06 Feb Hidden Visa and Mastercard Fees on Crypto Purchases
The cryptocurrency market has been taking a beating today, and the reasons for this have begun piling up. Late last week, J.P. Morgan Chase (NYSE:JPM), Citigroup (NYSE:C), and Bank of America (NYSE:BAC) announced they would be banning the buying of cryptocurrency using their credit cards. However, there have been hidden Visa and Mastercard fees introduced, and cardholders are only found out through their bank statements last week!
It turns out that both card companies decided to reclassify the way that cryptocurrencies are processed on their networks. The fees came without any warning to cardholders.
Currently, in the U.S, the fastest way to purchase cryptocurrency is to use your debit/credit cards on certain exchanges. Linking your exchange to your actual bank account has lower fees, but transactions can take days to process. Thus, many U.S investors have opted to use their cards for purchases due to how quickly crypto prices fluctuate in the market.
Purchases from Coinbase, the largest cryptocurrency exchange in the U.S, are now labeled as a “cash advance” rather than just a regular purchase. Using a credit card to purchase cryptocurrency now results in a 5 percent fee from your credit card, on top of the 4 percent transaction fee with Coinbase, for most cards. The fee prices will fluctuate depending on the level of card you hold and the institution. These credit card middlemen have now determined that turning away millions of dollars in potential revenue, is now in their best interest. The question that remains – why?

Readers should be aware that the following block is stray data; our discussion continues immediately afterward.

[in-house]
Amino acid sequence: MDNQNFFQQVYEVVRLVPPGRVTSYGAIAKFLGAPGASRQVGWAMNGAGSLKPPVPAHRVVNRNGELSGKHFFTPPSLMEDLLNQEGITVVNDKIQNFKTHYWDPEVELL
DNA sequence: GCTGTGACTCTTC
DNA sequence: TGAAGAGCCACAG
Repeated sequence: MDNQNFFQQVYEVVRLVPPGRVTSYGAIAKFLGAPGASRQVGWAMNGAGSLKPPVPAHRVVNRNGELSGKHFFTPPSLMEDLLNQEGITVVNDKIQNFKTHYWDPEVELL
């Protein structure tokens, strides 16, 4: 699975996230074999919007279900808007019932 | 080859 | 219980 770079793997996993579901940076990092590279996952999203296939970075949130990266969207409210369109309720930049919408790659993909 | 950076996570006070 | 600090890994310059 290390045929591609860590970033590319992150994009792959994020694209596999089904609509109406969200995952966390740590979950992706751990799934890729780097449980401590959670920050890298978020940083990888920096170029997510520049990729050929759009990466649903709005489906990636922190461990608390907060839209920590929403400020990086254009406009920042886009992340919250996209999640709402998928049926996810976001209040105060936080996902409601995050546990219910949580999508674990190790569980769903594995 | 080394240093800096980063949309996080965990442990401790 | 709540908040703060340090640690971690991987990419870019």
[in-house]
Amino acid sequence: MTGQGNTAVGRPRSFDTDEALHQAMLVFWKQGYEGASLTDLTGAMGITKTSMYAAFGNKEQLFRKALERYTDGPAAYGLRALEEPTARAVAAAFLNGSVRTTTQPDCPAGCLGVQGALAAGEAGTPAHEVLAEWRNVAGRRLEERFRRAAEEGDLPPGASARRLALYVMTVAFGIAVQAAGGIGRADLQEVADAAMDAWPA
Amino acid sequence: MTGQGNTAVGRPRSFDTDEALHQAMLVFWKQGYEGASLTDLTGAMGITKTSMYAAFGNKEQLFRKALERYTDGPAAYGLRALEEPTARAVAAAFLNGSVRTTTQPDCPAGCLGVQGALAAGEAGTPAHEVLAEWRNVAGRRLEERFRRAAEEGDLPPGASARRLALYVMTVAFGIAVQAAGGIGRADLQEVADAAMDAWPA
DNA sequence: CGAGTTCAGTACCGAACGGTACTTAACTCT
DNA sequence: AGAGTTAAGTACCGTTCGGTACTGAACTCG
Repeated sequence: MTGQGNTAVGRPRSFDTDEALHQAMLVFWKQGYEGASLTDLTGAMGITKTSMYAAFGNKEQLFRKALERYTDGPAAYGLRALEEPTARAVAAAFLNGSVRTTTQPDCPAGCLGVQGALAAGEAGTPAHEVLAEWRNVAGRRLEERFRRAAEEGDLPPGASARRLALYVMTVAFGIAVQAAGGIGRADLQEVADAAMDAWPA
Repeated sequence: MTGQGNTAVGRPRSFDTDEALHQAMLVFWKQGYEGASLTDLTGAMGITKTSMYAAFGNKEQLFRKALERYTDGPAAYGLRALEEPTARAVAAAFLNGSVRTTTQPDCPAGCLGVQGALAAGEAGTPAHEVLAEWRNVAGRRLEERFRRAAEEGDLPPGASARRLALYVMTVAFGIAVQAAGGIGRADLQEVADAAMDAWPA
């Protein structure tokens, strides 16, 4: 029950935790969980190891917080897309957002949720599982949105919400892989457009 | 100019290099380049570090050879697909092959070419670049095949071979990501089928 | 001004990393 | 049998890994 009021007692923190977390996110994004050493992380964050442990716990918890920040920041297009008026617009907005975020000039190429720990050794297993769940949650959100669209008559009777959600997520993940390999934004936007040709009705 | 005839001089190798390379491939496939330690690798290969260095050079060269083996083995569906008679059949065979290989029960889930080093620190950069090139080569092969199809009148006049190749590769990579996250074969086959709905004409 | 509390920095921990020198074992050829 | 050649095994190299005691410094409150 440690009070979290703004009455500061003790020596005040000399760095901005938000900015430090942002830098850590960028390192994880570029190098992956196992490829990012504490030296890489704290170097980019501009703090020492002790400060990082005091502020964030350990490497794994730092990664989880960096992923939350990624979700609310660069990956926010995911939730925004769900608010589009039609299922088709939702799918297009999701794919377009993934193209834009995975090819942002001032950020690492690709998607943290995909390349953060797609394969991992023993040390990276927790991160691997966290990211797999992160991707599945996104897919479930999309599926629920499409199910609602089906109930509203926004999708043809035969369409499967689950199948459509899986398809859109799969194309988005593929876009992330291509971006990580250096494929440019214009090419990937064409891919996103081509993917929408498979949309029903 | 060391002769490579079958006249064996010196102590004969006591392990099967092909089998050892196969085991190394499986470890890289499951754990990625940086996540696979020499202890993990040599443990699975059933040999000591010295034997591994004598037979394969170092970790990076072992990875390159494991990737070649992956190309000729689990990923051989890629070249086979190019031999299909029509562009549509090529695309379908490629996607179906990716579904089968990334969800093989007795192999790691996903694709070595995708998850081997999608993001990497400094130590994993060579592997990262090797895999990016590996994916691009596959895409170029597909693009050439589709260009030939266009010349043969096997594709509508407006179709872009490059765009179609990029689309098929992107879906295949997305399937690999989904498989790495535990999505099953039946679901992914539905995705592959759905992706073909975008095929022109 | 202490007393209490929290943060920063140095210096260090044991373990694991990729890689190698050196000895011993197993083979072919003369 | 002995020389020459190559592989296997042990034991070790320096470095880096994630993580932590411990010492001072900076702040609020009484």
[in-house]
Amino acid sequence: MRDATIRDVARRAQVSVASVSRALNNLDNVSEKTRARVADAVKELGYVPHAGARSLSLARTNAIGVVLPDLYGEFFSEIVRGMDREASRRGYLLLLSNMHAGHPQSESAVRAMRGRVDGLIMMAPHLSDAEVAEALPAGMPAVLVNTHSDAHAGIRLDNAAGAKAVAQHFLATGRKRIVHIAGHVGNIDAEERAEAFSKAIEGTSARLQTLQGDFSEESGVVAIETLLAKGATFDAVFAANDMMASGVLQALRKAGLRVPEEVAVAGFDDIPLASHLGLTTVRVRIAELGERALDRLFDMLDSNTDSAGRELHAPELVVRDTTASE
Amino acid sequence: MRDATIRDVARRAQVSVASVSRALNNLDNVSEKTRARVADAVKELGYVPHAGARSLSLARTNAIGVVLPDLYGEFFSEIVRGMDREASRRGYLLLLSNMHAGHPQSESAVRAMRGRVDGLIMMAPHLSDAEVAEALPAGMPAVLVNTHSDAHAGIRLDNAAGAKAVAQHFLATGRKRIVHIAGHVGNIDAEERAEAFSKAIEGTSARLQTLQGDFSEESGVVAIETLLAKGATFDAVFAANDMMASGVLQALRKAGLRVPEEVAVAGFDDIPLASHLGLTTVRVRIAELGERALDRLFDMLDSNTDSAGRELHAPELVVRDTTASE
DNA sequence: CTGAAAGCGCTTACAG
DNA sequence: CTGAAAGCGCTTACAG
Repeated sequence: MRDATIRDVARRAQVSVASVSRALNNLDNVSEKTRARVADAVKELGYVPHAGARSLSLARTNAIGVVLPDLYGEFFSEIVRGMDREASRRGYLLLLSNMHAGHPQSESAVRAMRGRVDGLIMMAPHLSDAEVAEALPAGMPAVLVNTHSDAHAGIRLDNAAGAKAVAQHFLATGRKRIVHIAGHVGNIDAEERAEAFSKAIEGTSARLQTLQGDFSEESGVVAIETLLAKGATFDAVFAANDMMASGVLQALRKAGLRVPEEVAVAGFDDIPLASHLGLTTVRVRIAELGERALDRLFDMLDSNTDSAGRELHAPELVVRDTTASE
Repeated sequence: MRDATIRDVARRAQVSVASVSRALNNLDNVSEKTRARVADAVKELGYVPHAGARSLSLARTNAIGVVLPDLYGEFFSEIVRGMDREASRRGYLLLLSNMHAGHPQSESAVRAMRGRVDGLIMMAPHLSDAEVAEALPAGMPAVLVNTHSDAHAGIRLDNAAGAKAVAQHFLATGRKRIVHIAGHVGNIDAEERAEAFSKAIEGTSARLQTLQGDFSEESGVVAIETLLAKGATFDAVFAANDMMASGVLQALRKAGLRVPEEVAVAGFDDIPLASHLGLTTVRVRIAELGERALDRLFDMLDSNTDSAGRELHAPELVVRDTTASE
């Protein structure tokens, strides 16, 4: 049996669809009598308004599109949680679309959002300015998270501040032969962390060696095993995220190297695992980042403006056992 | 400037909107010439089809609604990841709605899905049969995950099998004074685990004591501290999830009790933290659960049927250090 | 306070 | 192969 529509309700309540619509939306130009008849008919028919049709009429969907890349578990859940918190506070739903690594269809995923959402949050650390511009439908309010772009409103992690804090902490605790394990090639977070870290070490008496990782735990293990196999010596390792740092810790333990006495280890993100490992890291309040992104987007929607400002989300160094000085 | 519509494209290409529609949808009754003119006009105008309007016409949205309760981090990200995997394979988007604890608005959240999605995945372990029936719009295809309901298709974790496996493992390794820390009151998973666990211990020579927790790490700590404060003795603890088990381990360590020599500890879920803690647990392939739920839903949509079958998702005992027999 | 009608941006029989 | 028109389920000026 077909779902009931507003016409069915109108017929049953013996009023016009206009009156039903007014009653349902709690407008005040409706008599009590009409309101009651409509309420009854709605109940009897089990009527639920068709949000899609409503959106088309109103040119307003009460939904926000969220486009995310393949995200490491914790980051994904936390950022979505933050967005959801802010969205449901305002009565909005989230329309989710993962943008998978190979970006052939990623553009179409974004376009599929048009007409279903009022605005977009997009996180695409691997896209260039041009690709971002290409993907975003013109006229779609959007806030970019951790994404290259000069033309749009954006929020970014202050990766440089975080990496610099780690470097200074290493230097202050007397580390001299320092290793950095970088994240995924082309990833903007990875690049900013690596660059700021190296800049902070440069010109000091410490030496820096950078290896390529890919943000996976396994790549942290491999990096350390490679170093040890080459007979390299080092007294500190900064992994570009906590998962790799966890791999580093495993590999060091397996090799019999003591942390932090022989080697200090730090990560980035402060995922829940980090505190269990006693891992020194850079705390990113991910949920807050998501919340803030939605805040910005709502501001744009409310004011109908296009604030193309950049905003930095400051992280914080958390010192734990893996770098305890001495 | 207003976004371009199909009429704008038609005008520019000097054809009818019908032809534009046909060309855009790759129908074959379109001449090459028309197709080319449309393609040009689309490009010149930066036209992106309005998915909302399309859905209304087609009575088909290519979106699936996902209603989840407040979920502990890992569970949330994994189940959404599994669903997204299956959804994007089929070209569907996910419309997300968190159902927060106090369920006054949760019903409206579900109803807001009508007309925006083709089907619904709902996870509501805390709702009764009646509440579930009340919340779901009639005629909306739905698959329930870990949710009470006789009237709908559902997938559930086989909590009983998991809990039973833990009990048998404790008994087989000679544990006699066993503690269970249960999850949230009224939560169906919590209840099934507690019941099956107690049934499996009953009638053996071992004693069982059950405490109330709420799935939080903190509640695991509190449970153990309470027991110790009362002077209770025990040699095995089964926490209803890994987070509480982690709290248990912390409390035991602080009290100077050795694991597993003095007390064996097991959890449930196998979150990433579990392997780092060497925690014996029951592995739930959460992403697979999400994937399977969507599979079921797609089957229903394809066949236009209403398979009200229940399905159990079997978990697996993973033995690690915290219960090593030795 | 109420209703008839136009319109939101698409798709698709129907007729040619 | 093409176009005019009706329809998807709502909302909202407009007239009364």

Has there been an influx of unpaid debt? Have the banks decided to make the decisions for their customers who might not be very smart with money?
Have Visa and Mastercard finally woken up? Have they realized that digital currency completely removes the “middleman”, making them completely useless?
While these companies have begun trying to make it harder to purchase cryptocurrency, bank transfers remain the best option. Make sure to check your credit card statements, to access the possible fees that have been tacked on by your credit card company. I fear this is just only the beginning.
Featured Image: FinHow